Announcing Concrete Core v1.0

October 18, 2022
The Zama Team

Today, Zama announces the release of a new version of Concrete-core. This release brings us one step closer to mass adoption of FHE. However, there are two keys that still must be completed if we are to unlock that stage: performance and ease of use. Zama is putting all its energy into making these two challenges belong to the past, and part of this effort is Concrete-core. 

Today, it is our pleasure to deliver Concrete-core V1.0.0, a platform to bring FHE to the next level.

Concrete-core V1.0.0 is dedicated to addressing the performance aspect of FHE: its chief aim is  to quickly and reliably integrate hardware acceleration into the Concrete Framework. To do so, this version relies on three core components:

  1. A Rust library that offers a plugin system for hardware contributions.
  2. A testing and benchmarking framework that can handle all implementations of the supported operations on any hardware.
  3. A representation tool that makes it possible to automatically generate APIs to other languages based on the Rust library.

With this, Concrete-core has the potential to become the hub where compiler builders, library writers, and hardware designers meet to build the future of FHE. 

The Rust library

A hardware integration platform.

The API relies on two elements to integrate accelerations of available operations:

  1. A full list of FHE data types and operations supported in the framework, clarifying the inputs and outputs of every operator, via Rust traits: the Specification.
  2. A plugin system to implement any subset of data types and operations on any hardware: the Backends.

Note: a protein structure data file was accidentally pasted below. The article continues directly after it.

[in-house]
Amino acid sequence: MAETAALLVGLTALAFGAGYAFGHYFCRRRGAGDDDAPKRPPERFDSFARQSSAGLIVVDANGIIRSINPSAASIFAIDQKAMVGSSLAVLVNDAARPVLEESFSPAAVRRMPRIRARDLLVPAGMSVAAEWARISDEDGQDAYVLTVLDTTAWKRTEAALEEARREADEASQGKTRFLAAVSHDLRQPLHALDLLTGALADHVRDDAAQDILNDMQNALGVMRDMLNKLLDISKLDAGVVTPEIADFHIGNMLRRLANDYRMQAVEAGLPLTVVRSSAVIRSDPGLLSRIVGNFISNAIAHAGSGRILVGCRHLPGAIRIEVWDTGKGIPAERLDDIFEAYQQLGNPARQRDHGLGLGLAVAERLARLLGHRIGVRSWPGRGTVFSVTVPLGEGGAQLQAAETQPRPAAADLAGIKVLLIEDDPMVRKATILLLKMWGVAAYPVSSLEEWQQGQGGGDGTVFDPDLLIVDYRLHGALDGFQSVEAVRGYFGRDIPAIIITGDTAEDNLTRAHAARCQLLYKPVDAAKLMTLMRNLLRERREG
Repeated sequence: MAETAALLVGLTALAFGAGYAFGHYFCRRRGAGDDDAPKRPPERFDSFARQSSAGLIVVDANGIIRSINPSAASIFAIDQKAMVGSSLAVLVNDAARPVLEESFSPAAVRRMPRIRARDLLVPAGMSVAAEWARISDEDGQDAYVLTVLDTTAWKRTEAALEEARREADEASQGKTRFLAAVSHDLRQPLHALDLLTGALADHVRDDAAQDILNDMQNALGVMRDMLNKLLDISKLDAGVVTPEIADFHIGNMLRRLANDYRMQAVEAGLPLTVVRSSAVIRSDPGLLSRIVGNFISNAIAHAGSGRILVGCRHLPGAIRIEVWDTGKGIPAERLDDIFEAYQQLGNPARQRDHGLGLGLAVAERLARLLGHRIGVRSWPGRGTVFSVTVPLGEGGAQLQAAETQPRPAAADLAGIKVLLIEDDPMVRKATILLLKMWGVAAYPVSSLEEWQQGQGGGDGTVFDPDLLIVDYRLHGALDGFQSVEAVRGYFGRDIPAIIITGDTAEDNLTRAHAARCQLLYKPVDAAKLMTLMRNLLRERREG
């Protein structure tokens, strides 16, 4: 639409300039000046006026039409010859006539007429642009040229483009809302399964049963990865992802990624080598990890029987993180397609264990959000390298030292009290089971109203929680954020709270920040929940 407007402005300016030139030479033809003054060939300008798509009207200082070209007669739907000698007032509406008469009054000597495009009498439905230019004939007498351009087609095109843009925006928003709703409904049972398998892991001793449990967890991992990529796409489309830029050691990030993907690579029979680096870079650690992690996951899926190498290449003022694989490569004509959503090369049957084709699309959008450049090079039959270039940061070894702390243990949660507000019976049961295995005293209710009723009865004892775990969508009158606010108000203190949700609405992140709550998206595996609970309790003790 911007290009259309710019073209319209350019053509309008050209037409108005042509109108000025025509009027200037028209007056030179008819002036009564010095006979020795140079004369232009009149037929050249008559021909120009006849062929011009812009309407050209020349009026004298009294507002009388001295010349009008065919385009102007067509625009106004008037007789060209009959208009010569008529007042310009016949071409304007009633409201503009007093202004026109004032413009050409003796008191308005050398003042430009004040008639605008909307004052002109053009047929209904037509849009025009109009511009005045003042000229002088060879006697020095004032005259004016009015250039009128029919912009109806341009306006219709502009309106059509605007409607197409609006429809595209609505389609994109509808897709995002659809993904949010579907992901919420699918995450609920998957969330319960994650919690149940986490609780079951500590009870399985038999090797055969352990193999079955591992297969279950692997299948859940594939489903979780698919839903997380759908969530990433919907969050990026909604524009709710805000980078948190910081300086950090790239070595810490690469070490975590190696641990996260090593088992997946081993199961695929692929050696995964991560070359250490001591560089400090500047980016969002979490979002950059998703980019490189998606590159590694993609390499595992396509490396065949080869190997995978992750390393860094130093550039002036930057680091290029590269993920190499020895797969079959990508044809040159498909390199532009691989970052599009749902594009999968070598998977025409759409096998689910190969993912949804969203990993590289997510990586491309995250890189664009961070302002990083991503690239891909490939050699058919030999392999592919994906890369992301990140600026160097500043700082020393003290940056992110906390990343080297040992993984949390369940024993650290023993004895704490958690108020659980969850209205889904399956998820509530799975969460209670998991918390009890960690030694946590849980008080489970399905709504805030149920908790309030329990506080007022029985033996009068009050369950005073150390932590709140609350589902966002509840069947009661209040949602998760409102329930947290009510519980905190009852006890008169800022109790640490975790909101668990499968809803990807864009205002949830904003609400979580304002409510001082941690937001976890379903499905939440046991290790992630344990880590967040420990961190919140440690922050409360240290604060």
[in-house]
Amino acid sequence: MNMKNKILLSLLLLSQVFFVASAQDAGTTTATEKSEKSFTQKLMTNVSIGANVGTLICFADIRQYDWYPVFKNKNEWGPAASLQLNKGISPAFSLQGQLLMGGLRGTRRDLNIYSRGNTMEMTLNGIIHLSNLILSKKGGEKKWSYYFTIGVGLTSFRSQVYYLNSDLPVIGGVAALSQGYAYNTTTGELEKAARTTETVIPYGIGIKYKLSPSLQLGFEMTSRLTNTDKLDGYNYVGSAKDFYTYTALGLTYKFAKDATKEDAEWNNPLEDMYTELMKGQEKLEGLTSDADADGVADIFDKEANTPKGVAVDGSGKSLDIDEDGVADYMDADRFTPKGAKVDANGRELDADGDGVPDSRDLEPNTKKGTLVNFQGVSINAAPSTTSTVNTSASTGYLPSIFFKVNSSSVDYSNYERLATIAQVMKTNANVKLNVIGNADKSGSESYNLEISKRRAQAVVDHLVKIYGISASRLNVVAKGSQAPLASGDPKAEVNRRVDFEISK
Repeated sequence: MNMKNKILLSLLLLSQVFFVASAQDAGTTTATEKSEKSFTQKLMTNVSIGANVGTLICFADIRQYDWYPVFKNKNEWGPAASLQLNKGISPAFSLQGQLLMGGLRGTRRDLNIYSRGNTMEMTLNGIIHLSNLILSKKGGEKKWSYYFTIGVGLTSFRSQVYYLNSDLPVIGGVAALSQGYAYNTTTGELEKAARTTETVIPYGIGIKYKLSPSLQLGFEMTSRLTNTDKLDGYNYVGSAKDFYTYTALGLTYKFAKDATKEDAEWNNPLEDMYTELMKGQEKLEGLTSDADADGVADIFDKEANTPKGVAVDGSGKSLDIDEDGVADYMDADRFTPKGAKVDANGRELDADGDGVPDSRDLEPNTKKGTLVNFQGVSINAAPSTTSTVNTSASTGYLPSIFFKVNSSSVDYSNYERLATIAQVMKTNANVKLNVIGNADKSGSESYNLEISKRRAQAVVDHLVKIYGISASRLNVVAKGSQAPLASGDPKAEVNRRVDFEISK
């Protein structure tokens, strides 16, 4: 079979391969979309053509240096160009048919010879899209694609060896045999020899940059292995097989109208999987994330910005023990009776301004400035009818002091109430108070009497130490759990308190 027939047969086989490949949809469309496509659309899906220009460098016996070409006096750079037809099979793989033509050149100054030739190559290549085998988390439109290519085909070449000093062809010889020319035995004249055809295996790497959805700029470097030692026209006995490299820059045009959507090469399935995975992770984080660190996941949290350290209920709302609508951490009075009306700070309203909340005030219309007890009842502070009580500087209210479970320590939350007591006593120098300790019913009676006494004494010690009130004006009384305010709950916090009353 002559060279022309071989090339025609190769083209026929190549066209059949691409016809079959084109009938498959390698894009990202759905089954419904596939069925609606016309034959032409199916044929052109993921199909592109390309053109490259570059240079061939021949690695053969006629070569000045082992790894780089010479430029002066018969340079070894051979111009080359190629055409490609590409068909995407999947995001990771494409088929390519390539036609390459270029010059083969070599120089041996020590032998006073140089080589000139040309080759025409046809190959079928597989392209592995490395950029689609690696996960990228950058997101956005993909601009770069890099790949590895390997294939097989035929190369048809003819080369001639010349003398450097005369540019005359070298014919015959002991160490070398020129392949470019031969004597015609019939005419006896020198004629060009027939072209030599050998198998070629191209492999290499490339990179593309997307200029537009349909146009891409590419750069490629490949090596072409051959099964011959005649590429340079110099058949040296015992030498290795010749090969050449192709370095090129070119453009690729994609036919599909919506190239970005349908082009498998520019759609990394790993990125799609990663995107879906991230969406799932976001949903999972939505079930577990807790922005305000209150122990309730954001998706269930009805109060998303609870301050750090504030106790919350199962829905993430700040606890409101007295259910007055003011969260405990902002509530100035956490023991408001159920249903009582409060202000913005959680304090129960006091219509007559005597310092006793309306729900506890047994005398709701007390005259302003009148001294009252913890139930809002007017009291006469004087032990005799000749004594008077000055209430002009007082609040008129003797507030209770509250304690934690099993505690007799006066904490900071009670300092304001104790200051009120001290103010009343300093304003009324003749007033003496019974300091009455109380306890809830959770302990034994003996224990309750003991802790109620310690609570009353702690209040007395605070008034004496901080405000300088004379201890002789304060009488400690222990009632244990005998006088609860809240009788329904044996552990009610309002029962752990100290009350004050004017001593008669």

This architecture makes it possible to activate any number of desired backends when  compiling. The full list of supported data types and operations is available in the user documentation. The cryptographic content is described in the Rust documentation itself. The supported data types are the following:

  • Encryption keys: GLWE secret keys, LWE secret keys and LWE public keys.
  • Keyswitch keys: LWE keyswitch keys, its compressed version (seeded LWE keyswitch keys), LWE packing keyswitch keys, LWE private functional packing keyswitch keys, and lists of LWE private functional packing keyswitch keys for the circuit bootstrap.
  • Evaluation keys: LWE bootstrap keys and their compressed equivalent.
  • Ciphertexts: LWE ciphertexts and their compressed equivalent (seeded LWE ciphertexts), GLWE ciphertexts and their compressed equivalent, and GGSW ciphertexts and their compressed equivalent. 

All the ciphertext types are also exposed in their vectorized form, which corresponds to lists of such objects that are contiguous in memory. Having those vector types is useful to send batches of data to a given hardware. Additional types for encoders and data in the clear are also exposed. On the other hand, the supported operations belong to several categories:

  • Basic FHE operations: encryption, decryption, encoding, key generation, transformation of an LWE secret key into a GLWE secret key and vice versa, decompression of a seeded ciphertext, keyswitch, etc.
  • Linear algebra: leveled operations that make it possible to perform homomorphic linear algebra computations, for example the addition and subtraction between ciphertexts, the negation of a ciphertext, the multiplication of a ciphertext with a cleartext, etc.
  • Bootstrap: a number of operations related to TFHE's programmable bootstrap are supported: the programmable bootstrap itself, the Cmux, the external product, the circuit bootstrap (that transforms an LWE ciphertext into a GGSW ciphertext), the vertical packing, and the bit extraction.

Finally, a number of operations help in managing data (see the user documentation for more details). A code snippet for each implementation of an operation in a backend is available in the Rust documentation

Supported backends.